RICHARD MAYHEW says that his paintings—filled with bold, imaginative colors, from raspberry-hued hills to tangerine skies—are informed by Native American “nature lore, ways, and attitudes.” Mayhew’s mother was African American and Cherokee and his father was African American and Shinnecock, a Native American tribe indigenous to eastern Long Island.
“Many of my so-called landscapes are very abstract because they are very free-form; I am involved with the spiritual feeling of space,” said the artist. Rather than painting from sketches or photographs, he works from memory. “My paintings are based on improvisational internalized creative experience: I paint the essence of nature, always seeking the unique spiritual mood of the landscape.”
“We hope this award highlights the amazing achievements he has made in his career and brings attention to his practice,” said Rick Friedman, the director of ShowHamptons. — From ArtNet News Click here to read the full article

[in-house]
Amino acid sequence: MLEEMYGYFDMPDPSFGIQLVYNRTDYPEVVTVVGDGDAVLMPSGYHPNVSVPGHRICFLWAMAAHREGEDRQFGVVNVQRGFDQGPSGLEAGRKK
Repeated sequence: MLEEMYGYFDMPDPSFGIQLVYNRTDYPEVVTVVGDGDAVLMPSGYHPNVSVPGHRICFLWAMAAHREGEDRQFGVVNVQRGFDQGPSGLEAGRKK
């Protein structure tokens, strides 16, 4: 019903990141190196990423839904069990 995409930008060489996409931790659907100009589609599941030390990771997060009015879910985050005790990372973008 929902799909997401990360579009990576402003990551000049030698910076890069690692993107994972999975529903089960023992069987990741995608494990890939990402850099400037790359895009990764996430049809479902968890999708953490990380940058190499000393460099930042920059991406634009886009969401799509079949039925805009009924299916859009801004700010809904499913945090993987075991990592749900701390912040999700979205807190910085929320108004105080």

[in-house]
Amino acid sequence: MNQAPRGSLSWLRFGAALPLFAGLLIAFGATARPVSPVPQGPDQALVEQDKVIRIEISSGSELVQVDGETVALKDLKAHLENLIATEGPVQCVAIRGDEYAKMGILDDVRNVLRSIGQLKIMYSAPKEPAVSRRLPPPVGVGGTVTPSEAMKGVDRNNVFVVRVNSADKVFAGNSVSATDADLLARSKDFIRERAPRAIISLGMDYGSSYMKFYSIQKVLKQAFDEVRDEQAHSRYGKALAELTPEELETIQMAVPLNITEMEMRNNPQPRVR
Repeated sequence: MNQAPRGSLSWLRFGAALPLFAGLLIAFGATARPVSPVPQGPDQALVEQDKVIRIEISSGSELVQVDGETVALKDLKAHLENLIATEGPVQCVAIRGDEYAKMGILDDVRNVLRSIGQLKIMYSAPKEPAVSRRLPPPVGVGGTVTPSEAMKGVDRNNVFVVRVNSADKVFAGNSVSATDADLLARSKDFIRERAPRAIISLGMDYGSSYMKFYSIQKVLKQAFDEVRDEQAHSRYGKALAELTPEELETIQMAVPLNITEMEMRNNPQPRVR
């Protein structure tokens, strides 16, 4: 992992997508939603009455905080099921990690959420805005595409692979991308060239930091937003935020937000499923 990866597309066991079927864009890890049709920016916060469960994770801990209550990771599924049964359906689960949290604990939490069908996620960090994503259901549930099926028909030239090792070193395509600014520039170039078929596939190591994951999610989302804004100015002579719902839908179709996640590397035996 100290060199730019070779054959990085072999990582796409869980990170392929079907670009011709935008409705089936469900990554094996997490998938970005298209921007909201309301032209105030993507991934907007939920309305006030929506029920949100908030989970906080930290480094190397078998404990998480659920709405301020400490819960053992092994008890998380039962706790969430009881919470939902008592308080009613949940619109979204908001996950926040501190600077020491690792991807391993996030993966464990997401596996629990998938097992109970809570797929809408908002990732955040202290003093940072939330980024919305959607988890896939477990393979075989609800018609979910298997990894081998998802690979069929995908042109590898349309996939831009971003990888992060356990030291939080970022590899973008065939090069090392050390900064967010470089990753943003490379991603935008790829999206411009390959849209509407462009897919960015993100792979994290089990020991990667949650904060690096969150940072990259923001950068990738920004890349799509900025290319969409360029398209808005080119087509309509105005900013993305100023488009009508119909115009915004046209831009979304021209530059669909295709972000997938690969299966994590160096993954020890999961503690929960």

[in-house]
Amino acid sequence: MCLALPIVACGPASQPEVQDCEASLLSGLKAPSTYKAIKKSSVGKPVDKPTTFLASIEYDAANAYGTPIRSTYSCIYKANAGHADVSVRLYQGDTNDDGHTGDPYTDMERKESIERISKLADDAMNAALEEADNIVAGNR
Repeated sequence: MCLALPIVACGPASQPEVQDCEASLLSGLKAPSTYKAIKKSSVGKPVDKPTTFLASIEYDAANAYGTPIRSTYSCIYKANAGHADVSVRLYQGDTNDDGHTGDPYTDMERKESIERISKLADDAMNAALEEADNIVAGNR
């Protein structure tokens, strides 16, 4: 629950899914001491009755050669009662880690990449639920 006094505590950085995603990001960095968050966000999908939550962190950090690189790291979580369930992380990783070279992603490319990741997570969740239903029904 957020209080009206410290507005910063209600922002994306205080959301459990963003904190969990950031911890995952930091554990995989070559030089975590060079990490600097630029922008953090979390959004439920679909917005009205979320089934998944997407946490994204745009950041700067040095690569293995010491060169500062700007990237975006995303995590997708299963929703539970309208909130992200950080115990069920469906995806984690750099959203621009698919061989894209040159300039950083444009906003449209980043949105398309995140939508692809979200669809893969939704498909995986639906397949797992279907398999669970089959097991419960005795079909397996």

We are all searching for home. Some of us believe that we have found it, while for others it is a lifelong quest. Some are forced from one home into a search for another. Some change the terms of the search, and must find new possibilities. Some continue to look for their ideal of Place; others yearn for psychic or spiritual Sanctuary. The search may be a physical journey or a journey of the heart. How do we know when—and if—we have found it? Is our mantra the child’s eternal question: are we there yet?
In this century the entire interwoven globe has reeled from constant motion to arrested stop – and soon, back again —reacting to displacement – war – pandemic– violence – poverty – danger – climate – upheaval – politics – chaos – nature’s whims – disease. As the pendulum swings, some search for an ideal PLACE; others yearn for psychic or spiritual sanctuary. The search may be a physical progress or a journey of the spirit; the seeking may be voluntary or forced; tragic or hopeful. The goal is a better life and safety for ourselves and those we love – the security of HOME. Artists are sharing the quests – giving faces to the seekers – exploring the paths –joining the search. We know when we get there.
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